On Thursday, the US ambassador to the UN accused the Wagner Group—a notorious Russian mercenary army—of exploiting Africa’s natural resources to fund Moscow’s war machine in Ukraine, the Middle East, and other places.
”One of the most immediate and growing concerns in Africa is the Kremlin-backed Wagner Group’s strategy of exploiting the natural resources of the Central African Republic, Mali, and Sudan as well as other countries,” Linda Thomas-Greenfield told a UN Security Council meeting on the financing of armed groups through illicit trafficking of natural resources in Africa.
“Make no mistake: people across Africa are paying a heavy price for the Wagner Group’s exploitative practices and human rights violations,” she added.
The Wagner Group—founded in 2014, a year after Russia annexed the Crimean Peninsula and began backing pro-Russian separatists in eastern Ukraine’s Donbas area—is staffed by veterans of the Russian armed forces and operates in numerous countries, including Syria and Ukraine. It trains local forces in a number of conflict-ridden countries in Africa, including the Central African Republic, Mali, and Sudan.
Ms. Thomas-Greenfield alleged that Wagner exploited the countries it worked in and used “ill-gotten gains” to support Russian military operations.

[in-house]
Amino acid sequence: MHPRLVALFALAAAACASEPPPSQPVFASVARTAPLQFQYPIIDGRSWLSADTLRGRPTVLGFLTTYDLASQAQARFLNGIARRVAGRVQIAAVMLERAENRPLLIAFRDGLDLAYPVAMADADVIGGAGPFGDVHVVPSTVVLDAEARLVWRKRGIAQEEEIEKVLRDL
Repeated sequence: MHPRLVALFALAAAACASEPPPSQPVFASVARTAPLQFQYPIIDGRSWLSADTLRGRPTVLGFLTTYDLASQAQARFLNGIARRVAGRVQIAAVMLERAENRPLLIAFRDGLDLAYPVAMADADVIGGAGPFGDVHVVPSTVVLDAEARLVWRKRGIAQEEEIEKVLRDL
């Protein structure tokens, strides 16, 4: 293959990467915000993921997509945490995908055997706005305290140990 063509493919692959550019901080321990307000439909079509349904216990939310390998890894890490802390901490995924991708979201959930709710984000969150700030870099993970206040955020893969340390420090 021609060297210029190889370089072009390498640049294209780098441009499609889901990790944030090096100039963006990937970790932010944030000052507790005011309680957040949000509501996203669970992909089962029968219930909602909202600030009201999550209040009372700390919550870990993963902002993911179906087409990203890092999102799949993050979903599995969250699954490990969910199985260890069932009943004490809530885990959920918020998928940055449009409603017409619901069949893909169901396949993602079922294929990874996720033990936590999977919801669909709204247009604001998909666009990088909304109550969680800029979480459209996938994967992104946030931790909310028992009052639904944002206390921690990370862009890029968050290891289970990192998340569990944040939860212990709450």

“These ill-gotten gains are used to fund Moscow’s war machine in Africa, the Middle East, and Ukraine,” she said.
“Rather than being a transparent partner and improving security, Wagner exploits client states who pay for their heavy-handed security services in gold, diamond, timber and other natural resources … This is part of the Wagner Group’s business model.”
However, Vassily Nebenzia, the Russian ambassador to the UN, denied the allegations made by his American counterpart and accused the United States of “anti-Russian rage” and of stealing Syrian oil.
“African states are not our clients, they are our partners. I would like to recall here, by the way, that in Syria, the US, under cover of counter-terrorism, was stealing Syrian oil,” Mr. Nebenzia said.
Sheikh Shakhbout bin Nahyan, UAE Minister of State, pointed out that the illicit exploitation of natural resources has become an “artery” for terrorists and criminals.
He said there is an “undeniable correlation” between the illicit exploitation of resources, climate change, and the growth of terrorism, saying “They are turning these resources into a curse.”
“As we have seen in the Sahel, the regions that are most vulnerable to climate change tend to also be the most vulnerable to the scourge of terrorism,” Sheikh Shakhbout told the council.
Since 1990, at least 18 violent conflicts have been fueled by the exploitation of natural resources, according to a UN report.
Martin Kimani, the ambassador of Kenya to the UN, urged the Security Council to destroy African terrorist networks because they present a “dire” threat in too many nations.
“The protection of peace and security in Africa is impossible if the continent’s natural resources as not reclaimed for the people,” said Mr. Kimani.
“It is time that Africa’s natural resources fully benefit the African people.”